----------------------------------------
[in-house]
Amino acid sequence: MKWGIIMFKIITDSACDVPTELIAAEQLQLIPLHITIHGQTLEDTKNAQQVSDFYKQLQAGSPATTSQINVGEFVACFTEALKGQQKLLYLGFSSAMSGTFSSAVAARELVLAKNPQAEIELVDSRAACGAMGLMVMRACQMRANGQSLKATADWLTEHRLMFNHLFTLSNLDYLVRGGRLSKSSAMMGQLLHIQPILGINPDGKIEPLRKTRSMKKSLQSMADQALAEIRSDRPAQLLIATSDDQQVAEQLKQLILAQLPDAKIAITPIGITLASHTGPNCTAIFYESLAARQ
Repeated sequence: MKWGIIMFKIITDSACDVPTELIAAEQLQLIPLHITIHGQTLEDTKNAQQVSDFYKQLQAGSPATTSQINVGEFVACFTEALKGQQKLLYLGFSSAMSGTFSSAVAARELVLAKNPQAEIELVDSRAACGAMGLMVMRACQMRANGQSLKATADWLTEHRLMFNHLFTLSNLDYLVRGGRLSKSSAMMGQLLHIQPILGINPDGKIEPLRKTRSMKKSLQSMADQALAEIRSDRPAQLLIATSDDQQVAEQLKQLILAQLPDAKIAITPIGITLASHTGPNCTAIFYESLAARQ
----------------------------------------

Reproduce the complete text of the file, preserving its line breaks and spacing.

[in-house]
Amino acid sequence: MKWGIIMFKIITDSACDVPTELIAAEQLQLIPLHITIHGQTLEDTKNAQQVSDFYKQLQAGSPATTSQINVGEFVACFTEALKGQQKLLYLGFSSAMSGTFSSAVAARELVLAKNPQAEIELVDSRAACGAMGLMVMRACQMRANGQSLKATADWLTEHRLMFNHLFTLSNLDYLVRGGRLSKSSAMMGQLLHIQPILGINPDGKIEPLRKTRSMKKSLQSMADQALAEIRSDRPAQLLIATSDDQQVAEQLKQLILAQLPDAKIAITPIGITLASHTGPNCTAIFYESLAARQ
Repeated sequence: MKWGIIMFKIITDSACDVPTELIAAEQLQLIPLHITIHGQTLEDTKNAQQVSDFYKQLQAGSPATTSQINVGEFVACFTEALKGQQKLLYLGFSSAMSGTFSSAVAARELVLAKNPQAEIELVDSRAACGAMGLMVMRACQMRANGQSLKATADWLTEHRLMFNHLFTLSNLDYLVRGGRLSKSSAMMGQLLHIQPILGINPDGKIEPLRKTRSMKKSLQSMADQALAEIRSDRPAQLLIATSDDQQVAEQLKQLILAQLPDAKIAITPIGITLASHTGPNCTAIFYESLAARQ